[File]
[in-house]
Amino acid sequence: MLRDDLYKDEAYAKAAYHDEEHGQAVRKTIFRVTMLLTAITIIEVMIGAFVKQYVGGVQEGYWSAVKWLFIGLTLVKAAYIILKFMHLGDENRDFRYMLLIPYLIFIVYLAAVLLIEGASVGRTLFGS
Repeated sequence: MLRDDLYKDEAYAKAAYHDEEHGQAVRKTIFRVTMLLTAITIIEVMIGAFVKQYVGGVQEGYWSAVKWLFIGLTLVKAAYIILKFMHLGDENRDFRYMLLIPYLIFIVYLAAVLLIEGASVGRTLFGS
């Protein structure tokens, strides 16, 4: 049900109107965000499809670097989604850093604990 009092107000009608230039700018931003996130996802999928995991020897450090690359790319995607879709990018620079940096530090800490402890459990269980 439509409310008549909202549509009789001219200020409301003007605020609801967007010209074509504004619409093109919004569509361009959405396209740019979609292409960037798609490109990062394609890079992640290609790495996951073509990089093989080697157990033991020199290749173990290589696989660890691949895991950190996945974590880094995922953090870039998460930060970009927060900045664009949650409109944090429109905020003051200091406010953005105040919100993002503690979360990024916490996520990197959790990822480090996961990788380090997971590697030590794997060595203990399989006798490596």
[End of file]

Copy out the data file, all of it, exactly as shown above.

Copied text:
[in-house]
Amino acid sequence: MLRDDLYKDEAYAKAAYHDEEHGQAVRKTIFRVTMLLTAITIIEVMIGAFVKQYVGGVQEGYWSAVKWLFIGLTLVKAAYIILKFMHLGDENRDFRYMLLIPYLIFIVYLAAVLLIEGASVGRTLFGS
Repeated sequence: MLRDDLYKDEAYAKAAYHDEEHGQAVRKTIFRVTMLLTAITIIEVMIGAFVKQYVGGVQEGYWSAVKWLFIGLTLVKAAYIILKFMHLGDENRDFRYMLLIPYLIFIVYLAAVLLIEGASVGRTLFGS
């Protein structure tokens, strides 16, 4: 049900109107965000499809670097989604850093604990 009092107000009608230039700018931003996130996802999928995991020897450090690359790319995607879709990018620079940096530090800490402890459990269980 439509409310008549909202549509009789001219200020409301003007605020609801967007010209074509504004619409093109919004569509361009959405396209740019979609292409960037798609490109990062394609890079992640290609790495996951073509990089093989080697157990033991020199290749173990290589696989660890691949895991950190996945974590880094995922953090870039998460930060970009927060900045664009949650409109944090429109905020003051200091406010953005105040919100993002503690979360990024916490996520990197959790990822480090996961990788380090997971590697030590794997060595203990399989006798490596």